TO DIE IN JUNE WITH YOUR TONGUE HANGING OUT
Orlando Luis Pardo Lazo
The solar radiation at the Esquina de Tejas can kill an adult in just over an hour. Or leave him with irreversible chromosomal effects. It can scorch a child in much less time. Minutes. That is what’s left to us of life before one of those midday spontaneous combustions. Cuba’s time is up. We don’t have time to recover from the vertiginous agony of the Revolution. History plugged us into a helium oven called the 21st Century. We are going to die as Martí wanted in the19th; we will fall as was sung by the fascism that the Apostle plagiarized in the Metropolis of the 20th: facing the sun…
Acronyms, centuries, stealth. Is it never going to snow in Havana?
One misses those reports of European travelers who saw frost on the Jurassic limestone hills of Viñales, hundreds of years ago, in the archeological lie of our still deforested island. One would wish that Cuba had never emerged from the Caribbean Sea, that it was a continental crust, a handful of wet sponges, an underwater river of lava, an octopus’s garden where politics was just a dream of a god that had passed his sell-by date.
I said. What do I say? Will I now be affected by the cosmic photons that no terrestrial atmosphere could de-accelerate?
As a child I remember the threadbare winter coats in winter (the English words “corduroy” and “impermeable”), the gray mood of this city with every change of date, a certain First World gathering that made the working inelegance of real socialism tolerable. The light was oblique. The noonday sun didn’t bounce off the criminal concrete, not even in August; the month when the sun shone most strongly on the beaches. As teenagers we went to the Cuban sea almost every day and in September we entered the classroom toasted and healthy. We were a poor people, but full of JulioIglesias skin. At night, the moon was abysmal and madness undressed us with no more sweat than that necessary to love another.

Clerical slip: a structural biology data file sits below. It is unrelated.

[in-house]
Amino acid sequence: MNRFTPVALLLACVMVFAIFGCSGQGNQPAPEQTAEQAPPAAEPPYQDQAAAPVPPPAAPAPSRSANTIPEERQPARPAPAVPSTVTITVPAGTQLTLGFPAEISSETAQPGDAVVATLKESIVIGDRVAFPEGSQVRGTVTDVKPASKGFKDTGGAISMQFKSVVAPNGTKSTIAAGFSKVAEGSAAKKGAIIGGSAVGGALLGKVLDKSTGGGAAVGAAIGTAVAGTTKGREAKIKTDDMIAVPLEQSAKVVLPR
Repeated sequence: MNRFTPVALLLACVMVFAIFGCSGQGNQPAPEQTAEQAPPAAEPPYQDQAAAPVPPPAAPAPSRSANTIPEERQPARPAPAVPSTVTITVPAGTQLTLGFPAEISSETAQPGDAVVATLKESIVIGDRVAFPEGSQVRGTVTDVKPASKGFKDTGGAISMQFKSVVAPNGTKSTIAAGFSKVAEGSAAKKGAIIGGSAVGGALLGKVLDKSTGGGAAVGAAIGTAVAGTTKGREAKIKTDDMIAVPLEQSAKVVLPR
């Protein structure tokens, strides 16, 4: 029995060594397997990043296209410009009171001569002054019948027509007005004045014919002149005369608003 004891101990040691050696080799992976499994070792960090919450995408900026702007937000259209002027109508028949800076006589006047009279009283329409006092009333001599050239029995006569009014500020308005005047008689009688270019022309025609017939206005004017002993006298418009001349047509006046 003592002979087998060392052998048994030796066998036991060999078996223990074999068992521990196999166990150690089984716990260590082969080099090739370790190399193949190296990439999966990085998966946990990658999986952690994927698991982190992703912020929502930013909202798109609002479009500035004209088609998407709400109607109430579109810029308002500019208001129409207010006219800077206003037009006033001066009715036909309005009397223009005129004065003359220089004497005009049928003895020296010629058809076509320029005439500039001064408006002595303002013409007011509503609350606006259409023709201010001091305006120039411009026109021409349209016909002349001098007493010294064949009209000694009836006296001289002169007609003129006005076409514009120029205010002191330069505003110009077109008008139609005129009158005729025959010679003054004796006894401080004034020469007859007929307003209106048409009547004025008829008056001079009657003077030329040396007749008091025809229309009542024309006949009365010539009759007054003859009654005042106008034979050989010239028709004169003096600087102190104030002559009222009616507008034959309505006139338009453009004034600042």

Cafeterias, buses, lines, corners, rooftop parties. The proximity of the neighbors seemed tolerable then. Today, in the final days of the world, the limited light blinds and separates us. Nobody wants to be scrutinized in such detail under decrepitly blue post-patria skies. We crackle. Only the leaders in their air-conditioning remain intact. Like mummies of the Revolutionary Era.
What did the Aztecs say about 2012? Because they were Aztecs, right? Who knows how to read a little sanity in the materialist dizziness of those circular calendars? Because they were circular, right? I hope to witness the prime time punishment of that we have been earning here, in the proletarian paradise. I will not die without seeing the castanets of the shells collapse like an editing effect. Facades, colonnades, arcades, immemorial blocks sublimated by the terminal temperature that will shortly cannibalize us.
Today I touched the curb at Monte and San Joaquin, territory devastated by the mixed looks of its un-inhabitants. I swear it was boiling. I swear I didn’t move my hand. I let it burn. And now I type with the sharp pain of the scar in living skin. Suppurating a colorless pus. I’ve lost a good part of the fingertips on my right hand. I swear they are absolutely unnecessary. No one will come to identify me on the fragile border between the municipalities of Diez de Octubre, Cerro and Centro Habana.
It’s my suppuration, my stupor. Burning. I hurts only me. I am euphoric. I lick. I love it. I’ve seen in present precarious time how the inferno infiltrates us in any landscape. I have gone all out practicing words. I have not fled before the pyromaniacal debacle of a solarized war. My incinerated biography in Cuba will remain intact in you for all the embers in the world. Isn’t it perfect? Don’t break this equilibrium of cooked corpses. What could be lacking then for you to violently drink from my tissues and at last as a duo shut up?
July 3 2012